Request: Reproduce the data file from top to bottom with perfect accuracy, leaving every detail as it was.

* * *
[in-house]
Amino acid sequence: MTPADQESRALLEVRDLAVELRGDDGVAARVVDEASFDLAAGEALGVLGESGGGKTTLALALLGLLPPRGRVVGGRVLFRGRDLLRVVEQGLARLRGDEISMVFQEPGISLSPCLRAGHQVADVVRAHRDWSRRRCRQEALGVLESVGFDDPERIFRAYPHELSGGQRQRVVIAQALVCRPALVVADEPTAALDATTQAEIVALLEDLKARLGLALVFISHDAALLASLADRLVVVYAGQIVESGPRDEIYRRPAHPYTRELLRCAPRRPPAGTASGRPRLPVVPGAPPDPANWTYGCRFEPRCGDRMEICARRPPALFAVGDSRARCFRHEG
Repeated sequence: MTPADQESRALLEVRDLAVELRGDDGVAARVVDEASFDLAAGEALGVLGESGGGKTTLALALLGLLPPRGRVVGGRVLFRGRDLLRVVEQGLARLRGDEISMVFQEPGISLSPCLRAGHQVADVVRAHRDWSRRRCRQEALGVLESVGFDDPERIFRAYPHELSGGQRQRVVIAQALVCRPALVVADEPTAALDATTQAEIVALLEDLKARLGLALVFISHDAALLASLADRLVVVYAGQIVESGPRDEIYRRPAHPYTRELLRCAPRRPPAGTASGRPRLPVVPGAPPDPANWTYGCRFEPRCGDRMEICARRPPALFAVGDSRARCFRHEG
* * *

[in-house]
Amino acid sequence: MTPADQESRALLEVRDLAVELRGDDGVAARVVDEASFDLAAGEALGVLGESGGGKTTLALALLGLLPPRGRVVGGRVLFRGRDLLRVVEQGLARLRGDEISMVFQEPGISLSPCLRAGHQVADVVRAHRDWSRRRCRQEALGVLESVGFDDPERIFRAYPHELSGGQRQRVVIAQALVCRPALVVADEPTAALDATTQAEIVALLEDLKARLGLALVFISHDAALLASLADRLVVVYAGQIVESGPRDEIYRRPAHPYTRELLRCAPRRPPAGTASGRPRLPVVPGAPPDPANWTYGCRFEPRCGDRMEICARRPPALFAVGDSRARCFRHEG
Repeated sequence: MTPADQESRALLEVRDLAVELRGDDGVAARVVDEASFDLAAGEALGVLGESGGGKTTLALALLGLLPPRGRVVGGRVLFRGRDLLRVVEQGLARLRGDEISMVFQEPGISLSPCLRAGHQVADVVRAHRDWSRRRCRQEALGVLESVGFDDPERIFRAYPHELSGGQRQRVVIAQALVCRPALVVADEPTAALDATTQAEIVALLEDLKARLGLALVFISHDAALLASLADRLVVVYAGQIVESGPRDEIYRRPAHPYTRELLRCAPRRPPAGTASGRPRLPVVPGAPPDPANWTYGCRFEPRCGDRMEICARRPPALFAVGDSRARCFRHEG